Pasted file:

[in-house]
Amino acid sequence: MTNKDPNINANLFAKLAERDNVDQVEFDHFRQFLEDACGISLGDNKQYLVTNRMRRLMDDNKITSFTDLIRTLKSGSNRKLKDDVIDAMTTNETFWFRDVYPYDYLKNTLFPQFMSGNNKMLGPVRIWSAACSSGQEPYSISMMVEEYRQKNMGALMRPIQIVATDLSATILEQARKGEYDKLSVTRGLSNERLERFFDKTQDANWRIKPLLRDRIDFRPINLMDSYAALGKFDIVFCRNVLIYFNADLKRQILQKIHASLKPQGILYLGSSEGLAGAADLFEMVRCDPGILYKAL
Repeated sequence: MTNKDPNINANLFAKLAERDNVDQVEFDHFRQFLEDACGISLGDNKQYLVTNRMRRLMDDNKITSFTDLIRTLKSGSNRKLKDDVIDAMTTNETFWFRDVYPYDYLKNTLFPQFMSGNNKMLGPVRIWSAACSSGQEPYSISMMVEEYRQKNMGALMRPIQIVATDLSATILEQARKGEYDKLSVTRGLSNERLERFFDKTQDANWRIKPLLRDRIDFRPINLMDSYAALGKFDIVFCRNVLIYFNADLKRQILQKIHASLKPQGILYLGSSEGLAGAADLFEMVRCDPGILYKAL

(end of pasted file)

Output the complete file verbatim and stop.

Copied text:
[in-house]
Amino acid sequence: MTNKDPNINANLFAKLAERDNVDQVEFDHFRQFLEDACGISLGDNKQYLVTNRMRRLMDDNKITSFTDLIRTLKSGSNRKLKDDVIDAMTTNETFWFRDVYPYDYLKNTLFPQFMSGNNKMLGPVRIWSAACSSGQEPYSISMMVEEYRQKNMGALMRPIQIVATDLSATILEQARKGEYDKLSVTRGLSNERLERFFDKTQDANWRIKPLLRDRIDFRPINLMDSYAALGKFDIVFCRNVLIYFNADLKRQILQKIHASLKPQGILYLGSSEGLAGAADLFEMVRCDPGILYKAL
Repeated sequence: MTNKDPNINANLFAKLAERDNVDQVEFDHFRQFLEDACGISLGDNKQYLVTNRMRRLMDDNKITSFTDLIRTLKSGSNRKLKDDVIDAMTTNETFWFRDVYPYDYLKNTLFPQFMSGNNKMLGPVRIWSAACSSGQEPYSISMMVEEYRQKNMGALMRPIQIVATDLSATILEQARKGEYDKLSVTRGLSNERLERFFDKTQDANWRIKPLLRDRIDFRPINLMDSYAALGKFDIVFCRNVLIYFNADLKRQILQKIHASLKPQGILYLGSSEGLAGAADLFEMVRCDPGILYKAL